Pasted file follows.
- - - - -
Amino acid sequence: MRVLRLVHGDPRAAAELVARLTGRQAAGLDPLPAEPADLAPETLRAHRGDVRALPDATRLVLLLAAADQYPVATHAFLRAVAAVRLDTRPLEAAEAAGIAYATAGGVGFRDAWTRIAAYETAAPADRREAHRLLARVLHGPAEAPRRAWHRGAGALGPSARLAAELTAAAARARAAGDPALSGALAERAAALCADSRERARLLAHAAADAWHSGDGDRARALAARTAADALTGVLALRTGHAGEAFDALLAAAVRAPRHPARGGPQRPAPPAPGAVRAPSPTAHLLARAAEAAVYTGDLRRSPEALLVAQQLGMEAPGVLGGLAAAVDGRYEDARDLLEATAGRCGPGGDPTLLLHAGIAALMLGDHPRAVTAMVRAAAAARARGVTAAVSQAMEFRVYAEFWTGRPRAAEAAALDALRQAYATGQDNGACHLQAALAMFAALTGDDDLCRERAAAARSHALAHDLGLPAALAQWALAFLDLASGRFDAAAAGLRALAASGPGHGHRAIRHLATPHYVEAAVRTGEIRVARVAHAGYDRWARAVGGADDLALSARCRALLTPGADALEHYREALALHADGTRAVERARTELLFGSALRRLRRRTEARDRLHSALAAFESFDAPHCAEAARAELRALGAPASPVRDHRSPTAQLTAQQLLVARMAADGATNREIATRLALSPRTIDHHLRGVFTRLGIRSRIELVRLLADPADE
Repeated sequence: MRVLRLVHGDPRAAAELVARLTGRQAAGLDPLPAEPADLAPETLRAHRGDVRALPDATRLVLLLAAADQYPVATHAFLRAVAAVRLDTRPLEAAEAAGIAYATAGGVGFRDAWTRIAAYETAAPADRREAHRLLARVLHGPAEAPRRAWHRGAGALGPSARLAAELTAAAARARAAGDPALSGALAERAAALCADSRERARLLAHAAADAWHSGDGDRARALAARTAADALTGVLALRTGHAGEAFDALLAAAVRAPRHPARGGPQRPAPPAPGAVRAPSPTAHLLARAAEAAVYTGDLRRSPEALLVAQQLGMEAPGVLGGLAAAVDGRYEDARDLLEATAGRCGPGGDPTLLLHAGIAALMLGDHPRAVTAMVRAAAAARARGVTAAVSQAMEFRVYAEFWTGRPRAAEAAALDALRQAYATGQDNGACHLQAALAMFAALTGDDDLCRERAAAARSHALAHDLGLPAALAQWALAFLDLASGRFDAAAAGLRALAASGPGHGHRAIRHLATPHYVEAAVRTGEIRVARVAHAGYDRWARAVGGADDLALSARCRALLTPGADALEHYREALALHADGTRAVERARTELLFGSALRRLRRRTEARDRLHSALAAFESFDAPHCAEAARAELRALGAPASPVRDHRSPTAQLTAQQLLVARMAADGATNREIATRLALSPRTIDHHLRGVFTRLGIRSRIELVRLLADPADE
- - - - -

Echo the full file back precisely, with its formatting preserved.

Amino acid sequence: MRVLRLVHGDPRAAAELVARLTGRQAAGLDPLPAEPADLAPETLRAHRGDVRALPDATRLVLLLAAADQYPVATHAFLRAVAAVRLDTRPLEAAEAAGIAYATAGGVGFRDAWTRIAAYETAAPADRREAHRLLARVLHGPAEAPRRAWHRGAGALGPSARLAAELTAAAARARAAGDPALSGALAERAAALCADSRERARLLAHAAADAWHSGDGDRARALAARTAADALTGVLALRTGHAGEAFDALLAAAVRAPRHPARGGPQRPAPPAPGAVRAPSPTAHLLARAAEAAVYTGDLRRSPEALLVAQQLGMEAPGVLGGLAAAVDGRYEDARDLLEATAGRCGPGGDPTLLLHAGIAALMLGDHPRAVTAMVRAAAAARARGVTAAVSQAMEFRVYAEFWTGRPRAAEAAALDALRQAYATGQDNGACHLQAALAMFAALTGDDDLCRERAAAARSHALAHDLGLPAALAQWALAFLDLASGRFDAAAAGLRALAASGPGHGHRAIRHLATPHYVEAAVRTGEIRVARVAHAGYDRWARAVGGADDLALSARCRALLTPGADALEHYREALALHADGTRAVERARTELLFGSALRRLRRRTEARDRLHSALAAFESFDAPHCAEAARAELRALGAPASPVRDHRSPTAQLTAQQLLVARMAADGATNREIATRLALSPRTIDHHLRGVFTRLGIRSRIELVRLLADPADE
Repeated sequence: MRVLRLVHGDPRAAAELVARLTGRQAAGLDPLPAEPADLAPETLRAHRGDVRALPDATRLVLLLAAADQYPVATHAFLRAVAAVRLDTRPLEAAEAAGIAYATAGGVGFRDAWTRIAAYETAAPADRREAHRLLARVLHGPAEAPRRAWHRGAGALGPSARLAAELTAAAARARAAGDPALSGALAERAAALCADSRERARLLAHAAADAWHSGDGDRARALAARTAADALTGVLALRTGHAGEAFDALLAAAVRAPRHPARGGPQRPAPPAPGAVRAPSPTAHLLARAAEAAVYTGDLRRSPEALLVAQQLGMEAPGVLGGLAAAVDGRYEDARDLLEATAGRCGPGGDPTLLLHAGIAALMLGDHPRAVTAMVRAAAAARARGVTAAVSQAMEFRVYAEFWTGRPRAAEAAALDALRQAYATGQDNGACHLQAALAMFAALTGDDDLCRERAAAARSHALAHDLGLPAALAQWALAFLDLASGRFDAAAAGLRALAASGPGHGHRAIRHLATPHYVEAAVRTGEIRVARVAHAGYDRWARAVGGADDLALSARCRALLTPGADALEHYREALALHADGTRAVERARTELLFGSALRRLRRRTEARDRLHSALAAFESFDAPHCAEAARAELRALGAPASPVRDHRSPTAQLTAQQLLVARMAADGATNREIATRLALSPRTIDHHLRGVFTRLGIRSRIELVRLLADPADE